- Many litres of Giant Puffballs mushrooms from my own yard (Here's the article on the subject).
- A dozen jars of stewed apples and almost as much that I put first into ziplock bags and then in the freezer (slighlty cooked, the idea here is to keep apple chunks, therefore to prevent the apples from turning into puree, this way I can make pies out of it).
- About forty very sweet yellow pears that often are a bit bruised from their fall, but make delicious fruit ketchup or desserts.
|On the border of this cycle path, a dozen abandonned apple trees|
of different varieties still produce abundantly.
I've been observing them for about 10 seasons and
I never saw anyone harvest this abundance,
everything just rots on the ground.
- Exactly 3 pounds (1,36kg) of elderberries, my patience was rewarded with 7 beautiful jars of absolutely divine jam (it takes hours to pluck the berries without leaving any stem, a detail that would have been unimportant in a jelly recipe, but I definitely prefer jam).
- A dozen big jars of grape jelly (yes, yes, it's possible to find abandonned grape vines in the countryside and, just like the apples, the grapes manage the "wilderness" very well and even prosper on their own, without relying on human assistance to grow).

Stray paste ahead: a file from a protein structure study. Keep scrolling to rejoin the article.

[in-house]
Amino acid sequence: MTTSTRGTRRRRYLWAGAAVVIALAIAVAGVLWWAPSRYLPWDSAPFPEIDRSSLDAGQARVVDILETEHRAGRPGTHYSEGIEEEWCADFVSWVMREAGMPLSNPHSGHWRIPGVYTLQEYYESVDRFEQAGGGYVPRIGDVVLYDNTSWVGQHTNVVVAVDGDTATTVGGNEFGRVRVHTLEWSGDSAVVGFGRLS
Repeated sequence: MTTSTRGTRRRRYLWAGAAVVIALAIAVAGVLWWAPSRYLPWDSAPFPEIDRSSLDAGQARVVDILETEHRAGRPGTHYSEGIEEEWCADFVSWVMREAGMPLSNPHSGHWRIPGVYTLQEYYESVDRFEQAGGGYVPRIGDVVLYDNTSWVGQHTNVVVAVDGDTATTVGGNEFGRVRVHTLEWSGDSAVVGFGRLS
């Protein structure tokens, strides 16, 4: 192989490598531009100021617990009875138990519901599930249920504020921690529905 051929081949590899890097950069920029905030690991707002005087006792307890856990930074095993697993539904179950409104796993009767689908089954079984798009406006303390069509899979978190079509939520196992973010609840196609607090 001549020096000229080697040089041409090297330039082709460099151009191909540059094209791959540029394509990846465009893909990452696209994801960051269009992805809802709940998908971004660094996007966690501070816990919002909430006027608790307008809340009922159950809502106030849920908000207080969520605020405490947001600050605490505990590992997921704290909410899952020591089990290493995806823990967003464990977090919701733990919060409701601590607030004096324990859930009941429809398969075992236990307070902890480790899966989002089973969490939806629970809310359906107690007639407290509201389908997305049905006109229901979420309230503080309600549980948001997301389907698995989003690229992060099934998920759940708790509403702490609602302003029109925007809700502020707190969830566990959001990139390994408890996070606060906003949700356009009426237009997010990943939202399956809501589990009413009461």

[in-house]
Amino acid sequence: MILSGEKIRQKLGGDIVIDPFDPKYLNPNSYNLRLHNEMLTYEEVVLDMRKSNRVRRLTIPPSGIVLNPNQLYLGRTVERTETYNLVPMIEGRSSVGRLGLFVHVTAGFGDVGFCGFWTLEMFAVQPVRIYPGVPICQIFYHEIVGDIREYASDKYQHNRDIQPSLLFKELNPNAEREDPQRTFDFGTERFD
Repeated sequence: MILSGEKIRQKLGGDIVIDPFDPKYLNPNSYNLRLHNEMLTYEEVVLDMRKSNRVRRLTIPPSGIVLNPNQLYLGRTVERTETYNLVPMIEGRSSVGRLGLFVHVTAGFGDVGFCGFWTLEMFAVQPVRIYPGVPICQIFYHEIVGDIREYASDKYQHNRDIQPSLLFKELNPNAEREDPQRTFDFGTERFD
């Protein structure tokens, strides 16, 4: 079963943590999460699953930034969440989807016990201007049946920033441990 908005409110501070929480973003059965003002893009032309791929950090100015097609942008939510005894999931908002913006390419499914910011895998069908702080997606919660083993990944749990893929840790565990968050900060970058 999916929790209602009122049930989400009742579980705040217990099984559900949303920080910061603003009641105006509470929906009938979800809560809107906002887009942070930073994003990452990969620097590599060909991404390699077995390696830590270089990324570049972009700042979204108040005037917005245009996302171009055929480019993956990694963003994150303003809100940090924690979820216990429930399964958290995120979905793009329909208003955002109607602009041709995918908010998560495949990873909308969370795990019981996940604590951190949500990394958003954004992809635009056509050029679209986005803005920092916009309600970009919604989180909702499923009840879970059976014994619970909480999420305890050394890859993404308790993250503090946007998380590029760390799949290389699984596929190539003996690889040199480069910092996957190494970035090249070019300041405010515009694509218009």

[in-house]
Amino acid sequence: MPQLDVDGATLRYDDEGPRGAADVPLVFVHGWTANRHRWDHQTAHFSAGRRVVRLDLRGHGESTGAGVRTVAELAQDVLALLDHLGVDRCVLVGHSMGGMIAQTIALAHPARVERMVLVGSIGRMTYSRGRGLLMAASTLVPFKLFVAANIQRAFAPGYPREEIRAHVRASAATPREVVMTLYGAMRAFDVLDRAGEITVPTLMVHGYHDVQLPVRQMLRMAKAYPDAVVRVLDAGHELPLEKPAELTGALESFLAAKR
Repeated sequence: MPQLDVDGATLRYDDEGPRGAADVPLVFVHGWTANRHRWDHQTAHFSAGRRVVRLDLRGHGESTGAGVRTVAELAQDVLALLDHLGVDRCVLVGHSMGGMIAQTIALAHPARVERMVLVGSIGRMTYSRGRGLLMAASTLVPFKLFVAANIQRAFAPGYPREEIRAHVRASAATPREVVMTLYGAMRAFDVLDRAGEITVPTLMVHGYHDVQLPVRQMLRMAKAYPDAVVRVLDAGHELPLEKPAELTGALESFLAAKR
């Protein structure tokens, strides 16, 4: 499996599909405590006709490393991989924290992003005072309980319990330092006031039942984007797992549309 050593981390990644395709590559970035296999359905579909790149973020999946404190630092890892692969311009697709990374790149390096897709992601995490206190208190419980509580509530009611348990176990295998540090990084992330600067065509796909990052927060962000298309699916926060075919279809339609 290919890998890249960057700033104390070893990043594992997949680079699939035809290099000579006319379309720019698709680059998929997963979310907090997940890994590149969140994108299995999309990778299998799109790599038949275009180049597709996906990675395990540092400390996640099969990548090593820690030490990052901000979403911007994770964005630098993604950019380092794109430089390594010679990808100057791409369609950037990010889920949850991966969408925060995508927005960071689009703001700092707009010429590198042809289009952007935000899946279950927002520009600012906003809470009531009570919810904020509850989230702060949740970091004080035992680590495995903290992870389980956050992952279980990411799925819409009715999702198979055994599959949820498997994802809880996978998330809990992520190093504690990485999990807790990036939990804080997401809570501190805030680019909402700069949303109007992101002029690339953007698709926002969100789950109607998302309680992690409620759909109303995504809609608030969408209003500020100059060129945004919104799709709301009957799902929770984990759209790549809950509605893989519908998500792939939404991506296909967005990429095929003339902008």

- A jar of cherry sauce that is so sublime, coated on a ball of icecream, that it has become my favorite dessert (O.K. I'll admit that I didn't have to search far for these cherries : the cherry tree in question is on my property and is a gift from mother nature).
Would you be hesitant to help yourself with all this abandonned goodness? Hélène is a bit uneasy about it, especially if she knows a passerby could see her. However, those who see me while harvesting and have the curiosity to talk to me have a very positive attitude about it. My husband is always a bit scared of transgressing any unknown and obscure law while foraging in public spaces. Of course, I would never ransack these spaces to obtain wild plants, nor would I trespass on private property without explicit permission from the owner, but here, I'm talking about fruit abandonned on the ground, on trees or vines that once belonged to well tended gardens, and that still give their abundance generously in places that lost their private title.
I would like to close this article by pointing out that, regarding wild plants in general, the important rule to remember is not to destroy any environment. Some plants are protected by government laws, like wild garlic. But many species are so widely spread that you won't endanger them by foraging them. But do be respectful. If you harvest whole plants (like when I collect burdock roots), you have to leave some specimens behind so the natural balance will stay in check and the plant will not risk eradication from any given site. It is the way to keep a sustainable environment.
What do you think about it?